While technology continues to advance non-stop like a runaway train, our seemingly unlimited access to information increases every day.
And it’s no secret that today’s technological advances have dramatically changed the world’s buying habits. The brick and mortar retail staples that we grew up with like K-Mart and Circuit City have closed their doors. They simply couldn’t keep up with the ever-expanding e-commerce outlets that continue to pop up all over the Web.
Companies like Amazon and eBay allow you to buy nearly anything you want in a matter of seconds, without even leaving your couch. While there’s still something to be said for buying items in actual stores, many people, including myself, choose to purchase them online.
E-Commerce is King
In turn, as technology makes our world smaller and smaller each day, there is a recurring misconception held by many people in the United States – the thought that nearly everyone now either speaks or understands English. While this theory would certainly make global marketing communication easier, it’s simply not true.
In the digital age, marketers need to create an international strategy in order to be successful. Consider the following:
- Only 27 percent of online shoppers speak English
- 75 percent of shoppers prefer to shop in their native language
- 60 percent of shoppers rarely or never buy from English-only websites
- 54 percent of shoppers buy products online weekly or monthly
- 66 percent of shoppers chose to shop across borders when making online purchases
- The U.S. (ranked eighth globally) trails behind China and South Korea in online retail sales vs. total retail sales
So what does this mean for U.S. marketers of global brands? One-size-fits-all/U.S.-centric marketing no longer works.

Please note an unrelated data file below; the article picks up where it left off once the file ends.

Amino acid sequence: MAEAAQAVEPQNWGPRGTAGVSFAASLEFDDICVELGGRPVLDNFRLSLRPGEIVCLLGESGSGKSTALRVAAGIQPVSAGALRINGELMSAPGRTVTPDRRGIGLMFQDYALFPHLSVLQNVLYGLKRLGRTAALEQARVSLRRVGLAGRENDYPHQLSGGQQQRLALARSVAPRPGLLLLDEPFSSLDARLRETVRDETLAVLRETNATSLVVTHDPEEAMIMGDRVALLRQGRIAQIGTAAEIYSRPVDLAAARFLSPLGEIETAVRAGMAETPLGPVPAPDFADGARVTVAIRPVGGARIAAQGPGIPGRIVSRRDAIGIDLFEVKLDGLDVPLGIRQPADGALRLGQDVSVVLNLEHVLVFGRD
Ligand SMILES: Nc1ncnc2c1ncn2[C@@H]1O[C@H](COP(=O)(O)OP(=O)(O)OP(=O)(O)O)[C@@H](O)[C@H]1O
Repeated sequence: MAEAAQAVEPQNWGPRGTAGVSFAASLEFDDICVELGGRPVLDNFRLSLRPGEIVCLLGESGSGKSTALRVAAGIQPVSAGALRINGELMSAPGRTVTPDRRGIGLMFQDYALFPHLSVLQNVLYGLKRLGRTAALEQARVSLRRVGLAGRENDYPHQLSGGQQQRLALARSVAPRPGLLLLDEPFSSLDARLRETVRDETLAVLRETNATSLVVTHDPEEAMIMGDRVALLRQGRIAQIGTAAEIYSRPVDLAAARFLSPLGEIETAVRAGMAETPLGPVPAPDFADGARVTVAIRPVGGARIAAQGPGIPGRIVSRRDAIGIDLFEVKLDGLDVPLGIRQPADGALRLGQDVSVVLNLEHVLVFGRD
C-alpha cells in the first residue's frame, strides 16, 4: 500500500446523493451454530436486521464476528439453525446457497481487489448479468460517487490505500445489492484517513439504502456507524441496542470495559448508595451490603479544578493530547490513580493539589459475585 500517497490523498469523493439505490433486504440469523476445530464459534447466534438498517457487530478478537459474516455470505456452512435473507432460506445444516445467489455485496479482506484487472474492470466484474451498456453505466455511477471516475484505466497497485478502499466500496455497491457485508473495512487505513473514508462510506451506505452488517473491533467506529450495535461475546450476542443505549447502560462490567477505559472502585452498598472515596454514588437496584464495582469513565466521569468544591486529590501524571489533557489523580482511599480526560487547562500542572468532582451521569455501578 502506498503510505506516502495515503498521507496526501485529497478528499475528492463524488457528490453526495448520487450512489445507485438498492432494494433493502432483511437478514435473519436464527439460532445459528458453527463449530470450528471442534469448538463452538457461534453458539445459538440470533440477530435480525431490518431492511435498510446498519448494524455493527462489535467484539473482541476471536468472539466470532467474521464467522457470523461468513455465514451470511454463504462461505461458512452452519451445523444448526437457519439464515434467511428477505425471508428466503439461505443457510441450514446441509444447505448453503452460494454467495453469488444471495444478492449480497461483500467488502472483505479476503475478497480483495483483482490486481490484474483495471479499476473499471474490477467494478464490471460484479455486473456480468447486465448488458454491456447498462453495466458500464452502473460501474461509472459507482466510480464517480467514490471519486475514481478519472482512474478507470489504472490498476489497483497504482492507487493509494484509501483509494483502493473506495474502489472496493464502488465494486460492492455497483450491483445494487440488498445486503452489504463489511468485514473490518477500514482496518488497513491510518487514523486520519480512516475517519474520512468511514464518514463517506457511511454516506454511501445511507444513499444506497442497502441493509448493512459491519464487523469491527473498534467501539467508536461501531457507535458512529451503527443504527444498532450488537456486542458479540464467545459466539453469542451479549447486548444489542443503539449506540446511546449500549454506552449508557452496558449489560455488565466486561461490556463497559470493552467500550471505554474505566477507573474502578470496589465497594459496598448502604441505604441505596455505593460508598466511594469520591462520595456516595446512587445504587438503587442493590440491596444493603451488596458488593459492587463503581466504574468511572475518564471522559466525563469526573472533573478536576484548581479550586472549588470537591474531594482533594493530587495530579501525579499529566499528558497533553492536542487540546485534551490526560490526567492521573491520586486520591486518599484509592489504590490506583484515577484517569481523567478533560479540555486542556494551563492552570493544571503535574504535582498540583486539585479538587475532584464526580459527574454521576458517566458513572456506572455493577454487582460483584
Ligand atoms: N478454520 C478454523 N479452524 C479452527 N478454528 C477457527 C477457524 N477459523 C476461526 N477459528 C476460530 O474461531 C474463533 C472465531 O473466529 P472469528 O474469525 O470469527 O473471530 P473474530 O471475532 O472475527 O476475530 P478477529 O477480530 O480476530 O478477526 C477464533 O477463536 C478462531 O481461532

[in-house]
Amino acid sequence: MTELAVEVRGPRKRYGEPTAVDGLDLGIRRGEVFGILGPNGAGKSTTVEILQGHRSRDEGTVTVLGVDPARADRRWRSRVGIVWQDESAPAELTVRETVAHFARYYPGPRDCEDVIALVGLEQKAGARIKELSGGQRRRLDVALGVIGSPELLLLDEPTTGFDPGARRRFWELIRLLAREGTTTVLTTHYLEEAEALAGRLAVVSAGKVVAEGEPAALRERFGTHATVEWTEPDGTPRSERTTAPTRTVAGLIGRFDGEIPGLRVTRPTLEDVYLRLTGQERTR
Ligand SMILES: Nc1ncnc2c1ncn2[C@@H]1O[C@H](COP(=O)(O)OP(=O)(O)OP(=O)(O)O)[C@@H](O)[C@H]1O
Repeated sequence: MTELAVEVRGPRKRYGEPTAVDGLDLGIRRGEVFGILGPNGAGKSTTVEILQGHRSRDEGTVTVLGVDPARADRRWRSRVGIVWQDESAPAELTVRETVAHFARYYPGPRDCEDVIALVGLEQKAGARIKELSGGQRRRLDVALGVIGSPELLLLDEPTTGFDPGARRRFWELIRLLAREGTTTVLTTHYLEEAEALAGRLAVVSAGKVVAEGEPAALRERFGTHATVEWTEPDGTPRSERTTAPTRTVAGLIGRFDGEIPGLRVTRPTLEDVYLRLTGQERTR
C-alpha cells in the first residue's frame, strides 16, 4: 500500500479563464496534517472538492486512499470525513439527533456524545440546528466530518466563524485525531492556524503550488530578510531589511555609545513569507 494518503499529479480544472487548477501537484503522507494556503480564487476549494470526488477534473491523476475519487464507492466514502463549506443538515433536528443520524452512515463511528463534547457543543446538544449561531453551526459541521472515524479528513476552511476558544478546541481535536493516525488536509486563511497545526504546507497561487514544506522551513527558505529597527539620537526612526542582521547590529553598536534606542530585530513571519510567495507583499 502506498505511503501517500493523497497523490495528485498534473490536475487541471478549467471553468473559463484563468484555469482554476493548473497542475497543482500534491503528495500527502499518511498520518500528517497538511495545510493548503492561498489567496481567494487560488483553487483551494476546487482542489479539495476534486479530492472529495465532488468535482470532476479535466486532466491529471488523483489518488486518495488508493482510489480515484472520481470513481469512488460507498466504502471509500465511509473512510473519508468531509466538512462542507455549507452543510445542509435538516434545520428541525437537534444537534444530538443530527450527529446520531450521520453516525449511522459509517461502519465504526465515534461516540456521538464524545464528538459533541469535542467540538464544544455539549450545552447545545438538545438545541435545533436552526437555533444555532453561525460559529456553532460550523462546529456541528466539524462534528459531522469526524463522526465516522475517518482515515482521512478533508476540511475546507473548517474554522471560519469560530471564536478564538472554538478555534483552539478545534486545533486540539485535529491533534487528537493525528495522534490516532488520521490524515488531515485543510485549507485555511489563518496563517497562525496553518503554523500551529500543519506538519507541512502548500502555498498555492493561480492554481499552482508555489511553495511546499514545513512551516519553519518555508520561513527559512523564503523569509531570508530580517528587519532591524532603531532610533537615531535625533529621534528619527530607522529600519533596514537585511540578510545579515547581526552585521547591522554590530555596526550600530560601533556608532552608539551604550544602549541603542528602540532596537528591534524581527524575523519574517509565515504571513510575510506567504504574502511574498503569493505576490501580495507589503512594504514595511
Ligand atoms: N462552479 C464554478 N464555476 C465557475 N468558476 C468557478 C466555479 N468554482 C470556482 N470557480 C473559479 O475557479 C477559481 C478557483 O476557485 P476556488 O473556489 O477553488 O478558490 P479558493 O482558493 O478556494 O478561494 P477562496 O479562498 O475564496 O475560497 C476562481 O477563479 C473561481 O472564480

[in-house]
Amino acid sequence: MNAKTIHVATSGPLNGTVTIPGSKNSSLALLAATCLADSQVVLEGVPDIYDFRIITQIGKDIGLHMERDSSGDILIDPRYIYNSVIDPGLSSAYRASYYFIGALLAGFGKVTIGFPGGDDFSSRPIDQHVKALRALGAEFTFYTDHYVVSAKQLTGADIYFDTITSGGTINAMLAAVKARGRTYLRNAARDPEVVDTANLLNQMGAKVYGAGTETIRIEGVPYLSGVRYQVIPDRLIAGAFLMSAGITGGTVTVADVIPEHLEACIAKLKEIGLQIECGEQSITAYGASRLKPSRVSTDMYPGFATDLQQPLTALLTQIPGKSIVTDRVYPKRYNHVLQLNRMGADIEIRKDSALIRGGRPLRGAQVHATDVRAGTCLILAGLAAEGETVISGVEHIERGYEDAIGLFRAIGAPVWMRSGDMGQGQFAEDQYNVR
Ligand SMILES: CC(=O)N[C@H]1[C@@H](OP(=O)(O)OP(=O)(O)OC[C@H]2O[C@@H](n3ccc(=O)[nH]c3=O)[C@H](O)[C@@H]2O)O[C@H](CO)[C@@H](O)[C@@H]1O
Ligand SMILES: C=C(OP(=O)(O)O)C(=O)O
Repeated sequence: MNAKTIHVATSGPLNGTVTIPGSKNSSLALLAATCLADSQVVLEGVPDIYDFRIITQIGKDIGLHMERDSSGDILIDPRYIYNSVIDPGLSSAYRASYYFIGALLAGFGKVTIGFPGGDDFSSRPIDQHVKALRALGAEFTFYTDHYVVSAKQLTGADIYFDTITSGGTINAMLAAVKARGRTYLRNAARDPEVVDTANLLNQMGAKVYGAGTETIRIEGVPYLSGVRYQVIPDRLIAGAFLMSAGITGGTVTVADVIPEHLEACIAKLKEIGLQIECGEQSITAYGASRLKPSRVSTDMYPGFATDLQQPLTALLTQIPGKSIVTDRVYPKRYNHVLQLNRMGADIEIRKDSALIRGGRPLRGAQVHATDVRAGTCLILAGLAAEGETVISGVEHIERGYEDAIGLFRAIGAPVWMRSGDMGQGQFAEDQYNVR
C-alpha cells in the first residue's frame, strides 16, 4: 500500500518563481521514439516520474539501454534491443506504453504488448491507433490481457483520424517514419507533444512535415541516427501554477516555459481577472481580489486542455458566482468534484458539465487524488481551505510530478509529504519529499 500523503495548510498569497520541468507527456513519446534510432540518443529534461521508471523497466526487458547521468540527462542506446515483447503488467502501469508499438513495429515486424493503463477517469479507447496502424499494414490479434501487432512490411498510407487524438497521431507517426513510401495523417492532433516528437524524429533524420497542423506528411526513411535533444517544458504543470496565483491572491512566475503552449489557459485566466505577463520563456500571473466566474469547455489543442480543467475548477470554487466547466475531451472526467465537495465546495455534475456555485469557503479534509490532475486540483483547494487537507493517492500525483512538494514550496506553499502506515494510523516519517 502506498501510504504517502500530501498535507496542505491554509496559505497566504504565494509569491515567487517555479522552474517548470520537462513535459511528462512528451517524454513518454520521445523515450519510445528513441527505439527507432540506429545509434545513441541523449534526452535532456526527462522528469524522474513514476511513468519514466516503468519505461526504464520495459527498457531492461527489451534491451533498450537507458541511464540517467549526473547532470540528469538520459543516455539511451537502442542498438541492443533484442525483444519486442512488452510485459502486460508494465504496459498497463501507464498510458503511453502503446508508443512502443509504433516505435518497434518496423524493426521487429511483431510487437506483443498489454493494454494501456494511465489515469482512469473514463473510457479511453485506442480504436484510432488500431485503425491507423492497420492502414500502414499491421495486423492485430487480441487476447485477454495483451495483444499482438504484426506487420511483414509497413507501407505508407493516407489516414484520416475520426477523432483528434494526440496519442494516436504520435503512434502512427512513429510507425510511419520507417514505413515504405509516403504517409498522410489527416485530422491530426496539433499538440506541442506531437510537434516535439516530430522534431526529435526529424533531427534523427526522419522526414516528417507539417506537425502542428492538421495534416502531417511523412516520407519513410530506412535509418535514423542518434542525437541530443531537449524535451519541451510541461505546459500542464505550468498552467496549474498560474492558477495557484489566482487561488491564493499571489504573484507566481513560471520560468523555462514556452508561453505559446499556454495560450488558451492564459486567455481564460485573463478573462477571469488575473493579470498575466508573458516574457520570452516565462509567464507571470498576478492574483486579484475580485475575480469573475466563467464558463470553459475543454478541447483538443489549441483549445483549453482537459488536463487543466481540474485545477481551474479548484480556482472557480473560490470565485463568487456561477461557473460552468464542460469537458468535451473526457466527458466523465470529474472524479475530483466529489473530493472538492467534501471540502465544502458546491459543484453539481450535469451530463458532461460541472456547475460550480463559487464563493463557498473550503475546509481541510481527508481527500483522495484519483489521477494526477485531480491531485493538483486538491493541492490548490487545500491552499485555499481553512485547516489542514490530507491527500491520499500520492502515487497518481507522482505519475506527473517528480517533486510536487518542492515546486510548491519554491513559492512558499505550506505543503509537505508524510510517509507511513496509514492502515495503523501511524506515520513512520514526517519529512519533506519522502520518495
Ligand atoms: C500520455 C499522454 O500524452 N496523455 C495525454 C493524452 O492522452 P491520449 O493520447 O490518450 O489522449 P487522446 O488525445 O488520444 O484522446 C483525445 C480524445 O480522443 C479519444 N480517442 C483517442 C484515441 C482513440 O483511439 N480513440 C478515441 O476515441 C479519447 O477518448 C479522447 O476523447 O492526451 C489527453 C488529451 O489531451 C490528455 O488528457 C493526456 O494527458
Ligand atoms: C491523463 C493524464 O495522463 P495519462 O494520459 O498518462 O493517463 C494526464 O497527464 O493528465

The instant accessibility of e-commerce channels drives this point home even further – if your brand marketing strategy isn’t specifically tailored to the global shopper, then today’s savvy consumer will find one that is.
Be Relevant, Be Personal, or Be Forgotten
The consumer is now in control; they buy on their terms. In short, global companies need to be relevant, be personal or be forgotten. Furthermore, with over 12 million e-commerce sites on the Internet, competition is fierce, and only those brands that are truly able to reach a global audience will survive.
What is relevant global marketing, you might ask? I’ve come up with a phrase that I feel captures my point: Globally-local marketing. By this I’m referring to marketing that delivers a unified brand voice to global audiences, yet at the same time is customized for consumers in different target markets.
Amazon is a great example of a global brand that personalizes content to effectively reach its international audience. No matter where in the world you visit their website, you will instantly recognize the Amazon brand. Further, in their key worldwide markets (Germany, Japan, China, Spain and India), the site is offered in each region’s local language and there are variations of available products based on a consumer’s location.
Simply put, we live in the “it’s all about me” generation. So if your website’s content is not all about your customers’ personalized shopping experience, someone else’s will be. And your clients will buy elsewhere.
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